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NYC Ferry Hauling 57,000 Riders Per Week and is on Pace for 2 New Routes

By Amy Langfield | May 26, 2017 4:24pm | Updated on May 30, 2017 8:49am
 The next boat to join the NYC Ferry fleet, the ocean-class “H-203,” will be christened
The next boat to join the NYC Ferry fleet, the ocean-class “H-203,” will be christened "The Connector," when it arrives from the Horizon Shipyard in Bayou La Batre, Alabama.
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NYC Ferry?NYCEDC

BROOKLYN  — Almost a month after its debut, the NYC Ferry is averaging 12,000 riders per week on its Rockaway route and 45,000 riders per week on its East River route and plans are on schedule to start the South Brooklyn route June 1, officials said.

And although the service has proven too popular at certain times, even leaving some passengers cooling their heels for an hour awaiting a next boat, those schedules could be modified as ridership climbs or bike-rack usage maxes out.

"NYC Ferry is closely monitoring ridership levels and use of amenities, like bike racks, and is closely engaged with NYCEDC to discuss current ridership trends," said Skye Ostreicher, spokeswoman for the NYC Ferry operated by Hornblower.

"Schedules can be adjusted very quickly once the determination is made that the changes would improve service. To minimize disruptions, NYC Ferry/EDC together would make significant schedule changes during times when riders are accustomed to seeing service changes signage– like the first of the month, or the start of a new season."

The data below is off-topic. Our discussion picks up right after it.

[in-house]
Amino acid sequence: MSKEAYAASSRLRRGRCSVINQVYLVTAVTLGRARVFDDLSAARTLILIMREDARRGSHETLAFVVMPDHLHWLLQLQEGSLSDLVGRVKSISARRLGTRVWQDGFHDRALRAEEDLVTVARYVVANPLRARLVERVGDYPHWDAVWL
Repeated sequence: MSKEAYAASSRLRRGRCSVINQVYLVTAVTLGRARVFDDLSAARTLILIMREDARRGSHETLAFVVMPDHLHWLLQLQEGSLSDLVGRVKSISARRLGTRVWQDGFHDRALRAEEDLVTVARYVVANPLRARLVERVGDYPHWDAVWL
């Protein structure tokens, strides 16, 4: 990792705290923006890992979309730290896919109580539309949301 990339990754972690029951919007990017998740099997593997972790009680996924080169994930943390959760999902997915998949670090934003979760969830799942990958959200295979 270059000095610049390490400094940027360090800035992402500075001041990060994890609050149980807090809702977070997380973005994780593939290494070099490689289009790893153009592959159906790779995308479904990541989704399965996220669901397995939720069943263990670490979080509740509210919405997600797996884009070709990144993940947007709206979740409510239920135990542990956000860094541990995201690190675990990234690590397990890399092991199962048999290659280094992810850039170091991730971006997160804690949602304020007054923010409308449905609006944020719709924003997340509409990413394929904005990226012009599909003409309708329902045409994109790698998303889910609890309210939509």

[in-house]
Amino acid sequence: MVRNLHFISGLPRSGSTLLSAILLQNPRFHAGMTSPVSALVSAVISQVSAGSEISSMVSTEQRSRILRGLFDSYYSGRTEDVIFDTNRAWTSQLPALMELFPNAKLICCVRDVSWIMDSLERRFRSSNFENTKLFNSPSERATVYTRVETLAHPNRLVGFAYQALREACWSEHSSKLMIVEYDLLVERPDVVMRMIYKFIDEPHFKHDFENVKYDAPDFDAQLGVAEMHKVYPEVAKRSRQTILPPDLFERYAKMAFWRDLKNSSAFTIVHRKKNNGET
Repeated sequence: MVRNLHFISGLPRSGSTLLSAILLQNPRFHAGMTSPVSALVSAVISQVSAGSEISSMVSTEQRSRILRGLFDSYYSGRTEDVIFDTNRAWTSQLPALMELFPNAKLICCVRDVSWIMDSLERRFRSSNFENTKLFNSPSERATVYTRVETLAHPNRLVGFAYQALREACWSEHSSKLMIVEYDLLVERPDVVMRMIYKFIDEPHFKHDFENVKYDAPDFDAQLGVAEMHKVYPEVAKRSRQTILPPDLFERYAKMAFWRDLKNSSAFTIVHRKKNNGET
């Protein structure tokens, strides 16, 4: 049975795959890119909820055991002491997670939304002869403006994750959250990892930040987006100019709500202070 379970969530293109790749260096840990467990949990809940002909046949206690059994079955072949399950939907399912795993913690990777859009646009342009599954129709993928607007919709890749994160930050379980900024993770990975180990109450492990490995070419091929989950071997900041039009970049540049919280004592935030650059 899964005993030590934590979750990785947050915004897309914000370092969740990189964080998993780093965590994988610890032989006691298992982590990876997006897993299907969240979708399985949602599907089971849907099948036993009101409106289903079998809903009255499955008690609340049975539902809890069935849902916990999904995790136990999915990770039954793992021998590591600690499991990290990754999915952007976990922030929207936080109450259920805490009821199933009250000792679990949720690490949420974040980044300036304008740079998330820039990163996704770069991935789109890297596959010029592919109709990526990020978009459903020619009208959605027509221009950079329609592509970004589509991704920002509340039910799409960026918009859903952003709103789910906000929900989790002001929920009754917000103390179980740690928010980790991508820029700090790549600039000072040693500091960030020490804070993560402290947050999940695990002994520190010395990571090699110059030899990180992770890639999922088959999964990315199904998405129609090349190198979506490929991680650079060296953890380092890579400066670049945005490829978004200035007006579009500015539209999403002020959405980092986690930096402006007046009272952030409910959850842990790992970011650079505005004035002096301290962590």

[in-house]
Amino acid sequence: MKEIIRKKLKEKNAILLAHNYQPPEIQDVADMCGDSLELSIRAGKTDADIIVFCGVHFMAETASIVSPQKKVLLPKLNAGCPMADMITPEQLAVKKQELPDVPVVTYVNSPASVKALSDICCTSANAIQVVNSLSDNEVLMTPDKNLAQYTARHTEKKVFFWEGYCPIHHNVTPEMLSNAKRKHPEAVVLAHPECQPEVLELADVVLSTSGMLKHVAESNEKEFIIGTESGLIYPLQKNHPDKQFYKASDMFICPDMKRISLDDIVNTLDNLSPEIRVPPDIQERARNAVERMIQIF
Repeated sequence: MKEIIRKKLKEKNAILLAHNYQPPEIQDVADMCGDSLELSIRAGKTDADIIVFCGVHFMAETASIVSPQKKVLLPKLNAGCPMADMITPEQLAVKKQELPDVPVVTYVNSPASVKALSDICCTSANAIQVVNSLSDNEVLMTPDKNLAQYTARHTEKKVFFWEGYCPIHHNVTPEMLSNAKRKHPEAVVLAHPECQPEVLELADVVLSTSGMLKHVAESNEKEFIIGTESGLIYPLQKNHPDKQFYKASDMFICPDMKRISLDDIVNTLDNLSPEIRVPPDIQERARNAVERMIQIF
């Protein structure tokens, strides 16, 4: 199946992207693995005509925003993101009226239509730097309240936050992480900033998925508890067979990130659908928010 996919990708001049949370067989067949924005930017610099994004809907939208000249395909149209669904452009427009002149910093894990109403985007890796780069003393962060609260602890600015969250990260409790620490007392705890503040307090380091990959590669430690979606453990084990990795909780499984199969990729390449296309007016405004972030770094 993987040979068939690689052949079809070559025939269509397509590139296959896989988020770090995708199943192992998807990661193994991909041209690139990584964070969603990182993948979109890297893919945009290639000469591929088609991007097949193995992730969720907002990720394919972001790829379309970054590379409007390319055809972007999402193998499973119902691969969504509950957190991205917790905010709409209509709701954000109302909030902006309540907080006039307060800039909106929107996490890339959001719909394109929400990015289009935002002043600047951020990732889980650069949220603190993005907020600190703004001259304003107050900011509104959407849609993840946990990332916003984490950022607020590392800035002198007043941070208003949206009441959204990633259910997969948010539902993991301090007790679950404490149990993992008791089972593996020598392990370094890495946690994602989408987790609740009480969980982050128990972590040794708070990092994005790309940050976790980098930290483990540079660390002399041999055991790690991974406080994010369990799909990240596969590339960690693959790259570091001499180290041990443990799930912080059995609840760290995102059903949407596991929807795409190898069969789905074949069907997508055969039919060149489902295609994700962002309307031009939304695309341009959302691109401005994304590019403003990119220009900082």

The May 7 Con Ed oil spill into the East River caused the boats to reduce speeds on U.S. Coast Guard orders until May 23, but didn't appear to impact ridership numbers, Ostreicher said.

"The oil spill began at the start of week 2, in which ridership numbers remained steady at approximately 6,000 riders a day on the East River route," she said. "Even though oil spill effects carried over into week 3, ridership numbers actually increased in that time to approximately 8,000 to 9,000 per day (May 14-20)."
 
The oil spill also had no impact on NYC Ferry's future Navy Yard homeport, which is one track to open in 2018, Ostreicher said.

Related service alerts could be tracked on the @NYCFerry Twitter account or on the ferry's app. Travel times for the ferries are also now integrated into Google Maps.

The next route to launch, South Brooklyn, is scheduled to begin as planned June 1, Ostreicher said. The Astoria route will start sometime in August but no precise date has been set, she said.

The South Brooklyn route will travel from Bay Ridge to Sunset Park, Red Hook (with a weekend detour to Governors Island,) Pier 6 at Atlantic Avenue and Pier 1 near Fulton Landing before heading to Manhattan's Pier 11 near Wall Street.

Red Hook, for one, has big plans for the June 1 debut. The maritime advocacy group PortSide New York, which is headquartered in a 79-year-old tanker docked in the Atlantic Basin, will offer free continental breakfast, a Champagne toast, maritime costumed characters and free copies of the Red Hook Star Revue from 6:30 to 8:30 a.m.

Councilman Carlos Menchaca, who represents the neighborhood, praised the city for placing the dock near the Brooklyn Cruise Ship Terminal and adding a weekend stop on Governors Island. Though more could be done, he said.

"Fares matching MTA rates are a good start but free transfers between the ferries and MTA subways and buses should be our goal," Menchaca said.

The one-way ferry fare is $2.75, the same as a subway or bus ride on the MTA, but it doesn't allow a free transfer to those services.